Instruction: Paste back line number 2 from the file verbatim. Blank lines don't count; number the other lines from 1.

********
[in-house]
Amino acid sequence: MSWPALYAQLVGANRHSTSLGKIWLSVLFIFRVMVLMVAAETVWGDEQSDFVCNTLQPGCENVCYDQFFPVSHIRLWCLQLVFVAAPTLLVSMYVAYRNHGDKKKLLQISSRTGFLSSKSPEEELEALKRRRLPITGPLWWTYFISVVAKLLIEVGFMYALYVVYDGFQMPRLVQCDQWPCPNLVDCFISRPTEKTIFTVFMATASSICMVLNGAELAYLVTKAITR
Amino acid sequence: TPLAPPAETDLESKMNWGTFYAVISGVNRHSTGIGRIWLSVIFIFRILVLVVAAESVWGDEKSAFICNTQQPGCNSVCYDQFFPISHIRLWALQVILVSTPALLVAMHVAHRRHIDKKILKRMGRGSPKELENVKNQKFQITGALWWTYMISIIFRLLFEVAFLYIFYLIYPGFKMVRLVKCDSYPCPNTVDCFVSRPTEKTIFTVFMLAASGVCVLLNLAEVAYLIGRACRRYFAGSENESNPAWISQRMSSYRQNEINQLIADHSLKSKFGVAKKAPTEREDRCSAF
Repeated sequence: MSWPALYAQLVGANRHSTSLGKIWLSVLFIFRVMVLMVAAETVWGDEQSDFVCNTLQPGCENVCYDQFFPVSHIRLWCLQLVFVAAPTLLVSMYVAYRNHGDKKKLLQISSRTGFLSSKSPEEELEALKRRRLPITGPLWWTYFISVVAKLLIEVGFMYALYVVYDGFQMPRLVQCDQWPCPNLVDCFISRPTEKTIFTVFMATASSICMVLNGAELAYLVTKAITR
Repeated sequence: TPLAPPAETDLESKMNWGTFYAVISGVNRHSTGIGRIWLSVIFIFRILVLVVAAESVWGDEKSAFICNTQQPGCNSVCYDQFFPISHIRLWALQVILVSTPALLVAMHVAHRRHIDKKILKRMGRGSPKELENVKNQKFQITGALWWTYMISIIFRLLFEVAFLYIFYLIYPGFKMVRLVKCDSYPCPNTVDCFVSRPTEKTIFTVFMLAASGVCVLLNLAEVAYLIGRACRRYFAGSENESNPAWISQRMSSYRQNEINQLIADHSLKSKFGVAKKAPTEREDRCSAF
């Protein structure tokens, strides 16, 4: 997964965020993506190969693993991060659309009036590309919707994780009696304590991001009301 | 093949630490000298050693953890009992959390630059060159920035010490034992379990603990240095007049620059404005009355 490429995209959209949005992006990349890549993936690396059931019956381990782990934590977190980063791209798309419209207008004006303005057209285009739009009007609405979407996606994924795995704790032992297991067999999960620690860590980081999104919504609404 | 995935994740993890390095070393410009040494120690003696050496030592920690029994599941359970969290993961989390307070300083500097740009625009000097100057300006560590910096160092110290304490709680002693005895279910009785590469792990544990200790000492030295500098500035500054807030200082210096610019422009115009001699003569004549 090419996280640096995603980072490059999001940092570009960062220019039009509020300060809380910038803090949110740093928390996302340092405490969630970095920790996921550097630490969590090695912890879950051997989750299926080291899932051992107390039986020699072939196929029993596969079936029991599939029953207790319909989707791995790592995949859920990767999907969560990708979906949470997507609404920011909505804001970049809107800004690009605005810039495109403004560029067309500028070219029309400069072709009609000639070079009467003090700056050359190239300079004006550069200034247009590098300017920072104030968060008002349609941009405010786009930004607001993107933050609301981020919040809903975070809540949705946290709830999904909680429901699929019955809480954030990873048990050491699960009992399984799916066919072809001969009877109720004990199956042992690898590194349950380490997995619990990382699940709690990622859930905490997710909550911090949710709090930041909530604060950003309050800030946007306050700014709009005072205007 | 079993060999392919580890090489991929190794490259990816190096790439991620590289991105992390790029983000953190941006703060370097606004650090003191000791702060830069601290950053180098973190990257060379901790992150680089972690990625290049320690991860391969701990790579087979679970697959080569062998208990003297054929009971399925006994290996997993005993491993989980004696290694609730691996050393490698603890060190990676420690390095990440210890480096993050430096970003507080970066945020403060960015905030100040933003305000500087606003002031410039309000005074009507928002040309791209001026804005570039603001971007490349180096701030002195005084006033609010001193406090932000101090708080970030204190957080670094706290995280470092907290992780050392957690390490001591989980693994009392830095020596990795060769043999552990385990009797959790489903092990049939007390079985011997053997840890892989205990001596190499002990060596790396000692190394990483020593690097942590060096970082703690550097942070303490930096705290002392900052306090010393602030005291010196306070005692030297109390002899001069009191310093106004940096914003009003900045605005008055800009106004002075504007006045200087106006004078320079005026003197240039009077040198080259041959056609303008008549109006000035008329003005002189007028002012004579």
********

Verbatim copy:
Amino acid sequence: MSWPALYAQLVGANRHSTSLGKIWLSVLFIFRVMVLMVAAETVWGDEQSDFVCNTLQPGCENVCYDQFFPVSHIRLWCLQLVFVAAPTLLVSMYVAYRNHGDKKKLLQISSRTGFLSSKSPEEELEALKRRRLPITGPLWWTYFISVVAKLLIEVGFMYALYVVYDGFQMPRLVQCDQWPCPNLVDCFISRPTEKTIFTVFMATASSICMVLNGAELAYLVTKAITR